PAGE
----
chapter  1
10 Pages

Productive friction: Ceramic practice and the museum since 1970

ByLAURA BREEN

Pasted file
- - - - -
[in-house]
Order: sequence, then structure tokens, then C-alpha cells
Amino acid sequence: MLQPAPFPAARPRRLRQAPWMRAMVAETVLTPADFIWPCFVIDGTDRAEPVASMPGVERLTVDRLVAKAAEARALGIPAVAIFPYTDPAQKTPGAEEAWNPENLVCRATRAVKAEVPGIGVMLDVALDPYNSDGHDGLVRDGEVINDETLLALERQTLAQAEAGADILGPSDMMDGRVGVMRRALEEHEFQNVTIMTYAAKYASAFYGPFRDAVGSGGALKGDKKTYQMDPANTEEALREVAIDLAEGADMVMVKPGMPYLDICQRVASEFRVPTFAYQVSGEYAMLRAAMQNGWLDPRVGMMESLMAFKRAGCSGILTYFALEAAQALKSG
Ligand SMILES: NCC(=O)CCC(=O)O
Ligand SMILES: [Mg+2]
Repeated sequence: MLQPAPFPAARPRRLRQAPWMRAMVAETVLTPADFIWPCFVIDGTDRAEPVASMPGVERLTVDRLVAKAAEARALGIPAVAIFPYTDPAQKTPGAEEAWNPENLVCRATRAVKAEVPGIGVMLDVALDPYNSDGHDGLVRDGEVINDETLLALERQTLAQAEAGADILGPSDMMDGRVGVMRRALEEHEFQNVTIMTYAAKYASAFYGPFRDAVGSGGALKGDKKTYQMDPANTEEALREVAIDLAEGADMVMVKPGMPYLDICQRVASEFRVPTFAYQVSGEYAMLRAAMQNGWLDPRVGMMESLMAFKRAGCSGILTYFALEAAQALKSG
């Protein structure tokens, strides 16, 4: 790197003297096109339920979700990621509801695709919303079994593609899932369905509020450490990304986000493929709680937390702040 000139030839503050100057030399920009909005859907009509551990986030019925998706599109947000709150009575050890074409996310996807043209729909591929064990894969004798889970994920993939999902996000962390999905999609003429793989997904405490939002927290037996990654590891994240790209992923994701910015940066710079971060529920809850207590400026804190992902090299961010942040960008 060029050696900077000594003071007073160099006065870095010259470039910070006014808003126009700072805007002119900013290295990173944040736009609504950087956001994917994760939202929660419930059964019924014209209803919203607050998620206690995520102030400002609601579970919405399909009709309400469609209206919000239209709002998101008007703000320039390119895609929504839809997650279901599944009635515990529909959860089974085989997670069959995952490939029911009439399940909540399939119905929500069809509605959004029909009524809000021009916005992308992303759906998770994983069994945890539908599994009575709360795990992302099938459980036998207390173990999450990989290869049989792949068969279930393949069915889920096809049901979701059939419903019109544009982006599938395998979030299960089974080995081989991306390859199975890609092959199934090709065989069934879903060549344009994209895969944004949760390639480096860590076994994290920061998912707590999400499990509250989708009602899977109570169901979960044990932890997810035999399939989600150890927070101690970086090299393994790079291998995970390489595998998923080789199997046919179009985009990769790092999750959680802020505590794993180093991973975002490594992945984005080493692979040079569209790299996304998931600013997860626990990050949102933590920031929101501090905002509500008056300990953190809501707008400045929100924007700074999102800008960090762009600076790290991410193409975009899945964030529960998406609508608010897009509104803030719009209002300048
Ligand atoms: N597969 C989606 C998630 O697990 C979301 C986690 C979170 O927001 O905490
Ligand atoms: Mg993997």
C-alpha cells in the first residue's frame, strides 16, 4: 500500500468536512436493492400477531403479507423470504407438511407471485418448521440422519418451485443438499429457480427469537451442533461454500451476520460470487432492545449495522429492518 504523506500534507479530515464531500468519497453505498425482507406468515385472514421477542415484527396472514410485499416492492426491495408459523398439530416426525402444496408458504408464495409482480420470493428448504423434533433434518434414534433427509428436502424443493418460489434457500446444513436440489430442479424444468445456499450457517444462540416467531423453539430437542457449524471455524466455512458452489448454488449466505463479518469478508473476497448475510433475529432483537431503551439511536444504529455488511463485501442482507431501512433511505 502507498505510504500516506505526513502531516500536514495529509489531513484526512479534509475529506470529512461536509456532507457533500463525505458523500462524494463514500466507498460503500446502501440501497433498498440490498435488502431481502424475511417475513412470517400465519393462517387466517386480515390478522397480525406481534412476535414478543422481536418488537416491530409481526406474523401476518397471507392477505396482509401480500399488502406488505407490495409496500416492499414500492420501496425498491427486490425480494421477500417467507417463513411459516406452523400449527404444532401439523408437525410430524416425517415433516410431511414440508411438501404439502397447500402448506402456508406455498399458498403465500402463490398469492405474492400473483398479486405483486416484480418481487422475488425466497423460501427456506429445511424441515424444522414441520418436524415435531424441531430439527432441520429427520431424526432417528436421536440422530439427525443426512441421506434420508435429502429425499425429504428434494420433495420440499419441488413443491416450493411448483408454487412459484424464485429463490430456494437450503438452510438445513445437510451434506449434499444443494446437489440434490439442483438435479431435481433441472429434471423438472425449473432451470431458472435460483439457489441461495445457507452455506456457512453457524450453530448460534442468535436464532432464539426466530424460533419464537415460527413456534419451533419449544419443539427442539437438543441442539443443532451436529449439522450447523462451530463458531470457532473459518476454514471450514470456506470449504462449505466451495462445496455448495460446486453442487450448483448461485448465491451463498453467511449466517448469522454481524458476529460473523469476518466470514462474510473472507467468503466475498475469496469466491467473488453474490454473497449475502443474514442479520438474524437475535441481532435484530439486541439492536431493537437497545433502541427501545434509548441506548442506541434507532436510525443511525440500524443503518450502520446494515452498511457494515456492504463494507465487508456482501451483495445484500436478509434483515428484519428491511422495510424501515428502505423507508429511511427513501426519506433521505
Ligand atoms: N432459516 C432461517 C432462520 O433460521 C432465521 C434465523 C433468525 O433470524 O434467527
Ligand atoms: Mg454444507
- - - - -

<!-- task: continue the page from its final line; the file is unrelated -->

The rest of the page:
Since the late 1990s, projects that foster new readings of museums – their collections, the spaces they occupy, the displays they house and the ways they operate – have gained a high prole in the ceramic eld in Britain. Interventions such as Edmund de Waal’s Arcanum at the National Museum of Wales (2004) and Keith Harrison’s M25 London Orbital at the Victoria and Albert Museum (2006) might be regarded alongside other works that take the ‘museum as medium’, and which originated from the critical artistic practices of the 1960s and 1970s.1 However, the relationship between ceramic practice and the museum has followed a dierent trajectory.2